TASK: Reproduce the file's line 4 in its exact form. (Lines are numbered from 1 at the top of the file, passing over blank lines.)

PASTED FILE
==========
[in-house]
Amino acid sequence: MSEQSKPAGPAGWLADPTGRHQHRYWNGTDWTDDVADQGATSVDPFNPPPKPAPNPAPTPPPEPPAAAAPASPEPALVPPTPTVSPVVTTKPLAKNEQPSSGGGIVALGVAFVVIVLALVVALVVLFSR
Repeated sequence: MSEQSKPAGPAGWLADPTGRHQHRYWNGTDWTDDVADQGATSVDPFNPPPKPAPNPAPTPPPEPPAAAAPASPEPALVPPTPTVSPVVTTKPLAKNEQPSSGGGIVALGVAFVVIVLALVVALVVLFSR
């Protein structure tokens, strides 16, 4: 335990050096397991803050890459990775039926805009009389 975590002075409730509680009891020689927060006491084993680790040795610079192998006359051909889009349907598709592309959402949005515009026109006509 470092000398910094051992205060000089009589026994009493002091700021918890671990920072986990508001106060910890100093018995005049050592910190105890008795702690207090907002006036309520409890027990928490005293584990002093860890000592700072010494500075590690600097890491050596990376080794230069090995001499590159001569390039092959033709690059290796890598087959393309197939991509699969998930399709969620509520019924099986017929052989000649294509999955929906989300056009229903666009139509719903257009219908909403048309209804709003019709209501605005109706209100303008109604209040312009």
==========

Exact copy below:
């Protein structure tokens, strides 16, 4: 335990050096397991803050890459990775039926805009009389 975590002075409730509680009891020689927060006491084993680790040795610079192998006359051909889009349907598709592309959402949005515009026109006509 470092000398910094051992205060000089009589026994009493002091700021918890671990920072986990508001106060910890100093018995005049050592910190105890008795702690207090907002006036309520409890027990928490005293584990002093860890000592700072010494500075590690600097890491050596990376080794230069090995001499590159001569390039092959033709690059290796890598087959393309197939991509699969998930399709969620509520019924099986017929052989000649294509999955929906989300056009229903666009139509719903257009219908909403048309209804709003019709209501605005109706209100303008109604209040312009």